This paper explores the differences in antitrust law between the United States (US) and European Union (EU) through the lens of cultural, political, and legal values. In regards to culture, the US and EU differ with respect to government involvement and public opinion, and such is reflected in each nation’s antitrust policies. Within the political realm, party values—namely conservatism or liberalism—and historical legislation—namely the Sherman Act, Clayton Act, Celler-Kefauver Act, and European Community (EC) Treaty—play a key role in the enforcement of antitrust law. Similarly, antitrust is approached differently in the US and EU with respect to legal values. This paper analyzes the cases of Plessy v. Ferguson (1896), Standard Oil Company of New Jersey v. US (1911), Brown v. Board of Education, and US v. Microsoft (2011) to demonstrate the varying legal values inherent to the US and EU and how such values will play a role in the future of antitrust in both nations.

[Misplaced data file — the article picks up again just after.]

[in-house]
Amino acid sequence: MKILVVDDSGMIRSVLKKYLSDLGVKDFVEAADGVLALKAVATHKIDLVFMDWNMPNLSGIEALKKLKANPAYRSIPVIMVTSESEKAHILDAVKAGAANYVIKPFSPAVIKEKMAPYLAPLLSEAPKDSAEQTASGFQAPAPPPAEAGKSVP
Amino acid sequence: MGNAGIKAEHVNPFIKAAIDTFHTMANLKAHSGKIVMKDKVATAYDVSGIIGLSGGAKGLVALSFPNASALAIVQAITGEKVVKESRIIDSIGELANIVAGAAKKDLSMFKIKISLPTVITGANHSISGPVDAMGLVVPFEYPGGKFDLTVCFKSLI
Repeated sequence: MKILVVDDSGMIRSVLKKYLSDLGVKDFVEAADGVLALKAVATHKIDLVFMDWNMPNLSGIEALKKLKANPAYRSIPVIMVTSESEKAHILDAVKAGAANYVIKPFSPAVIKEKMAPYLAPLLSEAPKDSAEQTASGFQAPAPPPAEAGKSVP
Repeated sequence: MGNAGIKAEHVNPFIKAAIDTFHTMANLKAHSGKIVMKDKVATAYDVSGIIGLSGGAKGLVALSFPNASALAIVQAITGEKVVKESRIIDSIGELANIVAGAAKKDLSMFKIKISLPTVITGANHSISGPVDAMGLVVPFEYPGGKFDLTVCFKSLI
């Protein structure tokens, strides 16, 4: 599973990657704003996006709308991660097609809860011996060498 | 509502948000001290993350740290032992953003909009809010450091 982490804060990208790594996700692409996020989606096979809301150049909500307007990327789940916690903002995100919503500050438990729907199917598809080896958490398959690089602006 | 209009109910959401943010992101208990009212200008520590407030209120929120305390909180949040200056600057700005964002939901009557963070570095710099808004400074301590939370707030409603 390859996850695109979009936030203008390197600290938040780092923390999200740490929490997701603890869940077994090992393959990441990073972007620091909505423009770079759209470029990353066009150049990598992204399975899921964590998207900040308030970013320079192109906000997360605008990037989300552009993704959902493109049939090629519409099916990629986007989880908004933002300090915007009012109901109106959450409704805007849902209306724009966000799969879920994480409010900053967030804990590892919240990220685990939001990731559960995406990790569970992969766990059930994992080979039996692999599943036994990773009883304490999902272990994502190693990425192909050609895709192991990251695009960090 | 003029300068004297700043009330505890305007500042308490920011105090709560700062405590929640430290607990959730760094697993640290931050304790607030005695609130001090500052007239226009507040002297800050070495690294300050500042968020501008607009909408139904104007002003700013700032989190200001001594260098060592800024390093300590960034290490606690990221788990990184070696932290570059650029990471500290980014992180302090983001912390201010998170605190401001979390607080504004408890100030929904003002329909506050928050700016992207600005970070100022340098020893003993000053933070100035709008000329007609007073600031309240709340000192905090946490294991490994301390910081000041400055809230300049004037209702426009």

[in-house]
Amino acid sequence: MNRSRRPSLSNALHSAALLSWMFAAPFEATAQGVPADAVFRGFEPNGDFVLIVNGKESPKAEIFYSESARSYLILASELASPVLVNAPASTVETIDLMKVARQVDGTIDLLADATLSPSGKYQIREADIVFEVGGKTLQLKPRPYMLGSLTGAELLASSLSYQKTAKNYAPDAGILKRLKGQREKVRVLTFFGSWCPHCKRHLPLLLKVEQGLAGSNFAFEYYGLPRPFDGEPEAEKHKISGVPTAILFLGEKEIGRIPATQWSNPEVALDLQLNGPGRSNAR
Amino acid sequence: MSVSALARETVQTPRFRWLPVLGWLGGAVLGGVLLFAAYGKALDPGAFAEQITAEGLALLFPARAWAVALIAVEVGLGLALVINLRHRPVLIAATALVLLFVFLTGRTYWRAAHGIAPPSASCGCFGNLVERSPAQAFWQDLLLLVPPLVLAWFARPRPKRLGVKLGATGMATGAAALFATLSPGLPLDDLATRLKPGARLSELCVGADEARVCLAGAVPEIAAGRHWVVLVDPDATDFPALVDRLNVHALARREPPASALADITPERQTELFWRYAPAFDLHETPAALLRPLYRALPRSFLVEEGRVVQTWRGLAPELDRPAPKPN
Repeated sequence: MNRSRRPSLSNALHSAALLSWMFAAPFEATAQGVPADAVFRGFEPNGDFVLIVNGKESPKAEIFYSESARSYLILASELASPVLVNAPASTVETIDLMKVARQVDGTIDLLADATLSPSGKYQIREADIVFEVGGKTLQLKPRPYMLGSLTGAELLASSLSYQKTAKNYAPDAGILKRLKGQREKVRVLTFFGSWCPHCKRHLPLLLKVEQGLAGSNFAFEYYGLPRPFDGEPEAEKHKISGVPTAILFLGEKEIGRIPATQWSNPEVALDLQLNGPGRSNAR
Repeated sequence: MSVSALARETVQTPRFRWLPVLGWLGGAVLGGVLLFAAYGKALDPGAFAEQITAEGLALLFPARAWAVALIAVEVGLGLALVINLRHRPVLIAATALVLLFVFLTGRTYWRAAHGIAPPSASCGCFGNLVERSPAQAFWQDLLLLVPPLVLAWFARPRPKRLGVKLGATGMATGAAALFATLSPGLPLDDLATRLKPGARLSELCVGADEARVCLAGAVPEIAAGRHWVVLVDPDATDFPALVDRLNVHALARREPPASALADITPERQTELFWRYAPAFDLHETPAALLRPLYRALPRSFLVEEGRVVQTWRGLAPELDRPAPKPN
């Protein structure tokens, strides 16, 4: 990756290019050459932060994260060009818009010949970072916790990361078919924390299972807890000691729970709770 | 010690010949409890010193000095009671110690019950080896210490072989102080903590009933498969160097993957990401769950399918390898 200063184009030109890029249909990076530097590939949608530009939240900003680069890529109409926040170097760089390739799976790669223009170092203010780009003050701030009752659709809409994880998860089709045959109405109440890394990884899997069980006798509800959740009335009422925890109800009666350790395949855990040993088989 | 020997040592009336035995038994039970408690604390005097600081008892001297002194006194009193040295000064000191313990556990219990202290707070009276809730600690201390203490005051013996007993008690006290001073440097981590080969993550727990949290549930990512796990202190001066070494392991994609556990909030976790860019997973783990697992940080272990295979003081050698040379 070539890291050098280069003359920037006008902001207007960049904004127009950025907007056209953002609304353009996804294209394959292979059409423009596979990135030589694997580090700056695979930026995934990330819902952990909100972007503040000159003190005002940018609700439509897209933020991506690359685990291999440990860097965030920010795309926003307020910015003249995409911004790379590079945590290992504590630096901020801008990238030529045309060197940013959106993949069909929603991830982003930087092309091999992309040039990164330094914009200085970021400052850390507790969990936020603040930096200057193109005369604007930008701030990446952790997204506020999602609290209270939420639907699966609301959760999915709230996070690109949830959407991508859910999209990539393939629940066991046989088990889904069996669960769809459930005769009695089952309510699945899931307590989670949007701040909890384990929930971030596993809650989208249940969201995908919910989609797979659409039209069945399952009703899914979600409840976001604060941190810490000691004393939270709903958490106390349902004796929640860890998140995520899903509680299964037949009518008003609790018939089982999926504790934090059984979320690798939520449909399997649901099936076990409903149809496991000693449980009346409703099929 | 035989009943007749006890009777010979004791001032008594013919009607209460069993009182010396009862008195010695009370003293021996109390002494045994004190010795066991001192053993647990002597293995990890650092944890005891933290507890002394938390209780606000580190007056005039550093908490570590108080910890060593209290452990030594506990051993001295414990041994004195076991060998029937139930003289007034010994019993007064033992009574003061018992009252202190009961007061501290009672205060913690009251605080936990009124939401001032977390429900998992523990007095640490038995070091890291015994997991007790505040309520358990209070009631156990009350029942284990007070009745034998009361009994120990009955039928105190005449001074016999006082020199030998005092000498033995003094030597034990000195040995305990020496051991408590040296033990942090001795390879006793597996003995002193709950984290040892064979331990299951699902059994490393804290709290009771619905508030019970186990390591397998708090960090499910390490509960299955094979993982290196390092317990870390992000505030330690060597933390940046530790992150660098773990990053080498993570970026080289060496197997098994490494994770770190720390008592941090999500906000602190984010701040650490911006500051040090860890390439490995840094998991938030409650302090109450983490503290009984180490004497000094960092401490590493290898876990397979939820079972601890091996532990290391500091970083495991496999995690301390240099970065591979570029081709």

Helland, Breanna M.
"Superpowers Across the Sea: An Analysis of Competition Law in the US and EU via the Lens of Cultural, Political and Legal Values,"
Academic Leadership Journal in Student Research: Vol. 2
, Article 3.
Available at: https://scholars.fhsu.edu/aljsr/vol2/iss1/3